Daylight reveals model behind faster transit and low LTL rates. Financial stability is key.
08/13/2009

Even as many carriers are reporting losses and precarious financials, Daylight Transport is enhancing its LTL services, investing in IT, and providing flexibility to customers. All while charging low rates. Daylight’s CEO attributes this trucking paradox to innovation and financial strength, over 32 years.

Online PR News – 13-August-2009 – – For Immediate release. Contact: Greg Steele, Daylight Transport. 1-800-468-9999 gsteele@dylt.com

Long Beach, CA - Daylight Transport is known for speed. Long-haul LTL transit times across the country are 2 to 3 days, standard. Says CEO and founder Richard Breen, “Daylight is super fast. But we’re not more expensive. In fact, many times we’re less expensive than anybody else. We can do this because of our financial stability and our business model.” (VIDEO: Richard Breen, CEO: “Inside Daylight”)

INVESTING MORE, CHARGING LESS: AN LTL SHIPPING PARADOX

Breen emphasizes that it hasn’t been easy. ”It costs us more to put two-man sleeper teams on our coast to coast lanes, but we do it. Years ago we brought speed and reliability to the LTL world by using sleeper teams, and we haven’t stopped. No LTL carrier is as fast as Daylight between LA and the East Coast, or as consistently on time. But to compete in this market, our LTL rates have to be lower than competitors who are slower and less consistent. Believe it or not, we‘ve found ways to make this model sustainable.”

Daylight Transport has been able to sustain this counter-intuitive rate/quality equation through a combination of business structure, streamlined systems for efficiency, and a proactive culture. “We use our financial strength to help customers get more for their dollar,” says Breen.

EMPOWERING THE FRONT LINE

Anticipating a sharp downturn in the economy and the freight transportation sector early last year, Daylight acted decisively.

Daylight began empowering front line team members, such as Account Executives and CSRs (Customer Service Representatives), to make independent decisions that normally would need a supervisor’s approval. “We knew that in tough times our customers would need even more flexibility from us, whether in customizing a service to help with a supply chain issue or handling an unusual problem resourcefully. A CSR will use his or her own good judgment to make a customer-friendly decision on-the-spot,” says Greg Steele, Senior Vice President of Sales.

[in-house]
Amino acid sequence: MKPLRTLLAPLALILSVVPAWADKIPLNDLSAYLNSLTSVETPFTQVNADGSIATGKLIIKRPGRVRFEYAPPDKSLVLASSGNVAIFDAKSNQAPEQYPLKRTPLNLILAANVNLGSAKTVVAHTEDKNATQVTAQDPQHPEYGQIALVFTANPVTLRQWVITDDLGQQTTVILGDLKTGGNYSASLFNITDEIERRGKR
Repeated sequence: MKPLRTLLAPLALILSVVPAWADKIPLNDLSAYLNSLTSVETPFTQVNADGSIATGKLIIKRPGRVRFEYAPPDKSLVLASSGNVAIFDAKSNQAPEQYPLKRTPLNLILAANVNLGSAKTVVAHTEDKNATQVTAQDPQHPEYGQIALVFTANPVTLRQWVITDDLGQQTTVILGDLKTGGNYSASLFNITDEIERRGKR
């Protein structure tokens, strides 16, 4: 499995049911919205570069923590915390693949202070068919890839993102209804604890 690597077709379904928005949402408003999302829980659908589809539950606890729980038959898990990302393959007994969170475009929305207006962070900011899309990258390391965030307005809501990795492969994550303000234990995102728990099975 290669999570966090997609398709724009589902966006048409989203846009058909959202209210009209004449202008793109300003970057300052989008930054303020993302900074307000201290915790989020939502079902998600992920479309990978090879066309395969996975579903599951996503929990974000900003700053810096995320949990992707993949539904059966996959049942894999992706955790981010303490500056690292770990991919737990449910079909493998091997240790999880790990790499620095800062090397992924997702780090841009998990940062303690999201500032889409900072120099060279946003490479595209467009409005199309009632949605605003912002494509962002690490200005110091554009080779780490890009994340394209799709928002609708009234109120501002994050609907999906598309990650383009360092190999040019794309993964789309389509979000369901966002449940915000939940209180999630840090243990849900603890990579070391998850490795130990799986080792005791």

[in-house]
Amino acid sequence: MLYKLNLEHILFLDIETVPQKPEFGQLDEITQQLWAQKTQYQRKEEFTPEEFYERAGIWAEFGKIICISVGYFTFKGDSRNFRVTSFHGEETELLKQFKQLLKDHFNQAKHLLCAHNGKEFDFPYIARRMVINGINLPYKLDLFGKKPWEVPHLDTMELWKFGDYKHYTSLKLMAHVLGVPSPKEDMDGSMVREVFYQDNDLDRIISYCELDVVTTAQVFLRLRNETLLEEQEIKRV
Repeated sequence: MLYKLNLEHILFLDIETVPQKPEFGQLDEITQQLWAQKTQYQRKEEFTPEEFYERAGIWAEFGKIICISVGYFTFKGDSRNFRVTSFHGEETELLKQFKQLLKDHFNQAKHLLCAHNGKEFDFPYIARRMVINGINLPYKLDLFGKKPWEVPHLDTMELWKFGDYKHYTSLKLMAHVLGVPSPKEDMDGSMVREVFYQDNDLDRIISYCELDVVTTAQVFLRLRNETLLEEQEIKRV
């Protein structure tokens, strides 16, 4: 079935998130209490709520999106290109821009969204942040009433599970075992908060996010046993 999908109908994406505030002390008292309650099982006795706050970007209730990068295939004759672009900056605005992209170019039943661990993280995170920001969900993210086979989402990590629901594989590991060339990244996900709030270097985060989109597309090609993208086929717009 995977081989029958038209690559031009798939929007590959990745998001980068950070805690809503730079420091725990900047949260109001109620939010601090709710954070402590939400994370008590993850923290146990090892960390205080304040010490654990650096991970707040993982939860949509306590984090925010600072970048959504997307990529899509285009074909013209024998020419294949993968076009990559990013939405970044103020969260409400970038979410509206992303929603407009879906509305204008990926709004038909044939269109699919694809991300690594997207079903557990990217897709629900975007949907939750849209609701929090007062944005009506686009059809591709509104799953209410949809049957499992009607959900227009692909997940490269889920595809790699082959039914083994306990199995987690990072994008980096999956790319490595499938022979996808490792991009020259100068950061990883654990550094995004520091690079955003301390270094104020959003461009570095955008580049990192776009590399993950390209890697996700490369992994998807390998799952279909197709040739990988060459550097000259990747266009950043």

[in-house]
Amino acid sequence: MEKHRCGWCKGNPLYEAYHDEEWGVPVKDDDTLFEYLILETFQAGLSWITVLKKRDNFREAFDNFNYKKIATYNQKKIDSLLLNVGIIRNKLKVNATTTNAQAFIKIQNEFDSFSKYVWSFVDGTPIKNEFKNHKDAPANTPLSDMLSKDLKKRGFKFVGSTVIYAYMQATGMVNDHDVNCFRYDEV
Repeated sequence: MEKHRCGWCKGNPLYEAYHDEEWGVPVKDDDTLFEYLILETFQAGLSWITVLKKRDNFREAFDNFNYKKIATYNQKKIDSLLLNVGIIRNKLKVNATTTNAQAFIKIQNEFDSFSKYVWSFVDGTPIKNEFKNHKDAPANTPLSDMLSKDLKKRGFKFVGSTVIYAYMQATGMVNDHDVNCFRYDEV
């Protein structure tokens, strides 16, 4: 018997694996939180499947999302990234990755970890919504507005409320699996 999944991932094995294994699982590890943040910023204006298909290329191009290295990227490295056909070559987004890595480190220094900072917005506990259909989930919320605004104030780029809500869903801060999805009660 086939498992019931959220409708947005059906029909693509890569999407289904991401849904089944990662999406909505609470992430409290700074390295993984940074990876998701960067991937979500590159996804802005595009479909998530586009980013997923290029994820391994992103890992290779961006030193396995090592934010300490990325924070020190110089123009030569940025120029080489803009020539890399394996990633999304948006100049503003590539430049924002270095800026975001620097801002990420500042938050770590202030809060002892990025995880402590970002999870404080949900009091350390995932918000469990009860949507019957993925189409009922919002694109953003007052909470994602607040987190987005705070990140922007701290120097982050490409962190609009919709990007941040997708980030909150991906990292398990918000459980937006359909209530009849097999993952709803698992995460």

The company gives special recognition to people who take the initiative and deliver on Daylight’s promise of being more flexible and proactive. Just the other day one of Daylight’s newest customers, who had experienced damaged freight with their former carrier, wanted to know the exact condition of a shipment as soon as it arrived at our delivery terminal. Daylight’s CSR at origin called the CSR at the receiving end and asked her to take a cell phone picture of the freight, which was in perfect condition, and email it directly to the customer.

“The customer needed reassurance beyond our normal electronic report, so we gave it to them,” says Steele. “Interactions like this are taking place at every level at Daylight. Flexibility is all about doing things the customer’s way, not making them conform to ours. At another carrier, the CSR would have had to ask a supervisor to ask a manager to go through a chain of command at the other end before taking action. Being flexible saves time and money, makes our customers look better to their customers, and builds relationships.”

SERVICING CUSTOMERS INSTEAD OF SERVICING DEBT

Daylight Transport is debt-free. Richard Breen says that he has been rigorous about maintaining this position ever since he founded the company in 1977. Daylight’s debt-free status and cash reserves have a direct impact on customer service. Carriers who are caught short can be forced to cut service levels, which can mean slower transit times, late deliveries, or inconsistency.

TRUSTED ADVISORS OPTIMIZING SUPPLY CHAINS AND SIMPLIFYING LIFE

Daylight’s sales force is trained in the disciplines of supply chain management and consulting. “This way we can be flexible in the areas that matter most to the customers, save them money, and simplify their lives,” says Steele. How much could the customer reduce DSO (Days Sales Outstanding) and improve cash flow by cutting LTL transit times 3 days? How much could be saved annually by being able to ship a couple days longer when an order is filled, instead of sending stragglers by air at the last minute? Does a customer have an overtime problem managing shipments going to big box retailers? For the latter issue, Daylight has a Vendor Compliance Services group to take over that function and reduce costly charge-backs.

In the end, it’s all about passion and unwavering vision. Breen says, “If we can’t be better, faster, and more flexible so we can give our customers real value, I don’t belong in this business. It’s why I started this company in the first place.” Based on the results, it looks like 32-year-old Daylight is going to be in business for a very long time to come.

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